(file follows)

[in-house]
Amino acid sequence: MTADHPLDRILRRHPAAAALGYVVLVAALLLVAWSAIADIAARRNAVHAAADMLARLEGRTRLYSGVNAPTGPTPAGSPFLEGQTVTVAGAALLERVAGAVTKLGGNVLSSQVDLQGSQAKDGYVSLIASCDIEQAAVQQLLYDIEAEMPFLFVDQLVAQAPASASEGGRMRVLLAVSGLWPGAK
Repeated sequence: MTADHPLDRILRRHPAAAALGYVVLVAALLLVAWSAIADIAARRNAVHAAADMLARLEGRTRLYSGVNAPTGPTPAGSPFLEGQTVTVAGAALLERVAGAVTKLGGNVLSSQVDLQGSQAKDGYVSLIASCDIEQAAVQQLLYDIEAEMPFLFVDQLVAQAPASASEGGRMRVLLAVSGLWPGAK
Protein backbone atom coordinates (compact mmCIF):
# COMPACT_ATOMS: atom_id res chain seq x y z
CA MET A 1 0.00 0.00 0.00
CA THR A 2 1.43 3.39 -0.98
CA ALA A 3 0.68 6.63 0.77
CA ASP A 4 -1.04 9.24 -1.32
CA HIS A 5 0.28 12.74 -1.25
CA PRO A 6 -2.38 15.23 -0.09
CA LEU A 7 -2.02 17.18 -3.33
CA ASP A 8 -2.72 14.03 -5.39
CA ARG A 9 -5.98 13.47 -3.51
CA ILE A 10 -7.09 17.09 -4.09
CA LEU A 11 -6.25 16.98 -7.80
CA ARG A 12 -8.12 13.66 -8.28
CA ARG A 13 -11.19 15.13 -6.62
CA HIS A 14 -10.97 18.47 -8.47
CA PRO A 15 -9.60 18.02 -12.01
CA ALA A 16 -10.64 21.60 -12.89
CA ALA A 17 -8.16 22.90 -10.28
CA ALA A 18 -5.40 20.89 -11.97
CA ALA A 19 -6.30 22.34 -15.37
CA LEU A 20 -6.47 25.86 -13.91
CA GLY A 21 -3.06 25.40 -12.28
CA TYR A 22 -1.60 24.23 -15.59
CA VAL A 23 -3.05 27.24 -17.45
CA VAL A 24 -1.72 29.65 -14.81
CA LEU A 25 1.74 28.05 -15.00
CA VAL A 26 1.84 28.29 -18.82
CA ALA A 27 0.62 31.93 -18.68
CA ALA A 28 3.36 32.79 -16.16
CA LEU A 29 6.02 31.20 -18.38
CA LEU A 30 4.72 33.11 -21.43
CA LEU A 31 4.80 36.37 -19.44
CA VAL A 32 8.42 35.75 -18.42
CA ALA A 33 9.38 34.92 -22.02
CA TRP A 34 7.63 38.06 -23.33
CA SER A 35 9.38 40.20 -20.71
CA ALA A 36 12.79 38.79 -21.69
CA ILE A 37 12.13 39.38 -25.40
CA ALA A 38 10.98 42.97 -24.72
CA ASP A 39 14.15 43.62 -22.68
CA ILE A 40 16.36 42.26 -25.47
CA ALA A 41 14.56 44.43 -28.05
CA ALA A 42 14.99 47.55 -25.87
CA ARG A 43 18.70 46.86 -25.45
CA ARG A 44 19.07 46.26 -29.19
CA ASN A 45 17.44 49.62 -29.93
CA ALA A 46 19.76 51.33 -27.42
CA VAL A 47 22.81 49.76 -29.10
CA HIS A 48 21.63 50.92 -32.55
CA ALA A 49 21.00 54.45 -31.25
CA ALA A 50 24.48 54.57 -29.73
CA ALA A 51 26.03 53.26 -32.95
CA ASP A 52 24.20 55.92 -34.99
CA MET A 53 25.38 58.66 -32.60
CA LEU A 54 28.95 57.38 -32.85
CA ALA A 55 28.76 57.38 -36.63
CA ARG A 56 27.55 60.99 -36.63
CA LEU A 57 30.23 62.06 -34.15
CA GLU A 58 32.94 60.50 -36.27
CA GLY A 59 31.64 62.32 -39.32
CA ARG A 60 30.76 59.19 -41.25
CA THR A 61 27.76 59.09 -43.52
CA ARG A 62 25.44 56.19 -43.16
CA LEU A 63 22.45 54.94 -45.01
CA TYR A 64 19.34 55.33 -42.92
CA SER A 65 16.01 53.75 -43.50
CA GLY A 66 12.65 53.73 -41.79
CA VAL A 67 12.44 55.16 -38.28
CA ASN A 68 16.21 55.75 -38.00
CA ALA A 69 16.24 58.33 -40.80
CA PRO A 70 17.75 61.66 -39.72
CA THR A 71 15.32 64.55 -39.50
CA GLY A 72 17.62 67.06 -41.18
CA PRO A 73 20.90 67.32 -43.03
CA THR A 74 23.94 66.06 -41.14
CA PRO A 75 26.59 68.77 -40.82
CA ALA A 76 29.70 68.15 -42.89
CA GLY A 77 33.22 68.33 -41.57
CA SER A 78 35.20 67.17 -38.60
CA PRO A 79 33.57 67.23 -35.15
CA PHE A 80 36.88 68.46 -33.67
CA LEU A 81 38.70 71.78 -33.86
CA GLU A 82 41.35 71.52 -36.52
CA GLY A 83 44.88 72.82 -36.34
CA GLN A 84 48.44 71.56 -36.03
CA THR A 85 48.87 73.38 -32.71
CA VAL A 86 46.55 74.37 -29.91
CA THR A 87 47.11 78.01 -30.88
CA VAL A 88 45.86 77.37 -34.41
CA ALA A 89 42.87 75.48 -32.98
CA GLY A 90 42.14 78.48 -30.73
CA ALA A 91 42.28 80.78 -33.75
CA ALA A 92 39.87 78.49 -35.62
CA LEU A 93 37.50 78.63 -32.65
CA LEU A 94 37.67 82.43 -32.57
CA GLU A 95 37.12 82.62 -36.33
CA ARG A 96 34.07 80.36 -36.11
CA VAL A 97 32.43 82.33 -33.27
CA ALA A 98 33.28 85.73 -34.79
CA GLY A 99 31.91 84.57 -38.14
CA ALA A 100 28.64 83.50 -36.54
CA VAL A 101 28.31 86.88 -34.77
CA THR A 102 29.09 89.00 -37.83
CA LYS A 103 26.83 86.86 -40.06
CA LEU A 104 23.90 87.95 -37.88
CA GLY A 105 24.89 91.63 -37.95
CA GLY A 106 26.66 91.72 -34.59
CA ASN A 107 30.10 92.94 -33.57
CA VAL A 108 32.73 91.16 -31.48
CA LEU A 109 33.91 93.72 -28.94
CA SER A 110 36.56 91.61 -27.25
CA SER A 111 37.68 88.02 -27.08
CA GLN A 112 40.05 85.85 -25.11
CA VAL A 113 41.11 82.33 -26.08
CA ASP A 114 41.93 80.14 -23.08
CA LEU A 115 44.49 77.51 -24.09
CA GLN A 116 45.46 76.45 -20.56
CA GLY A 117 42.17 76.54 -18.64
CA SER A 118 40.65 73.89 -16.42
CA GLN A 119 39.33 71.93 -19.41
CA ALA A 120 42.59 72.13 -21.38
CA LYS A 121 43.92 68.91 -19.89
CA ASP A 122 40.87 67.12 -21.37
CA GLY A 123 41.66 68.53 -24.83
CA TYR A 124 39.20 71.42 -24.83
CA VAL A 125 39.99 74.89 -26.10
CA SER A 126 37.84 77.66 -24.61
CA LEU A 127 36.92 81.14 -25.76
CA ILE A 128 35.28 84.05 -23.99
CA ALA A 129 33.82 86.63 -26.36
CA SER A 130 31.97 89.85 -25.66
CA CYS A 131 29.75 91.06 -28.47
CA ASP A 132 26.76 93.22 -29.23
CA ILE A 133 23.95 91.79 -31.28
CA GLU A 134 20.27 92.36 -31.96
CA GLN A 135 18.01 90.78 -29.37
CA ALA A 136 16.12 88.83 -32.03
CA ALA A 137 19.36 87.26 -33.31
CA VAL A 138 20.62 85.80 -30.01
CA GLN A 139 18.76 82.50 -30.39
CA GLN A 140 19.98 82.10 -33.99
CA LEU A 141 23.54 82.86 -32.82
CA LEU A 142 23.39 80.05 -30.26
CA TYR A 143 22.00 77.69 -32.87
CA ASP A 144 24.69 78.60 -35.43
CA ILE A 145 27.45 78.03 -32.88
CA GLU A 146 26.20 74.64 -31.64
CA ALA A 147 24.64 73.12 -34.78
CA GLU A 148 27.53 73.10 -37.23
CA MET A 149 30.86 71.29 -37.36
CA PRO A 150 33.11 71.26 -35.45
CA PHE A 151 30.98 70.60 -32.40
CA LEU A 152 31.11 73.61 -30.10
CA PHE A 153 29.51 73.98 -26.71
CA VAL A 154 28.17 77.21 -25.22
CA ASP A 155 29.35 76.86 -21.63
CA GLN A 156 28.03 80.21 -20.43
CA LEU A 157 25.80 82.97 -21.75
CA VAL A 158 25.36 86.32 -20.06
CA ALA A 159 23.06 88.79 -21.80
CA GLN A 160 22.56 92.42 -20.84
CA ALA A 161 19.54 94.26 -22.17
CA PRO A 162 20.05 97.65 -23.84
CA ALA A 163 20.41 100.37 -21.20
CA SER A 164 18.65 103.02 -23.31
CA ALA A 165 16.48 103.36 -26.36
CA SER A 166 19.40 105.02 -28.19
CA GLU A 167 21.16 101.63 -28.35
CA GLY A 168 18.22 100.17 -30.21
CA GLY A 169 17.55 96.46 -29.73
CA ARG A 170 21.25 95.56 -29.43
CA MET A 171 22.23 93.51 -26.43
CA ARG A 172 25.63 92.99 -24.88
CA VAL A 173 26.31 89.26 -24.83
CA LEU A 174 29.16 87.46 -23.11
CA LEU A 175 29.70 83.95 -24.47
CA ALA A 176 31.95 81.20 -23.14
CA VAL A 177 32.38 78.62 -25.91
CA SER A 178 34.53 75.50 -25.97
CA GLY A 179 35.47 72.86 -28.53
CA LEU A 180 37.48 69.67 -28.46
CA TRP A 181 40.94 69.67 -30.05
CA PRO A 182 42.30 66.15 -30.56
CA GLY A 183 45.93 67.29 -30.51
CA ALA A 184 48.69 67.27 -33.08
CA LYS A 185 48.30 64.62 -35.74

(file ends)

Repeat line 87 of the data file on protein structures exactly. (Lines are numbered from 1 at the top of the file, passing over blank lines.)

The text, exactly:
CA GLU A 82 41.35 71.52 -36.52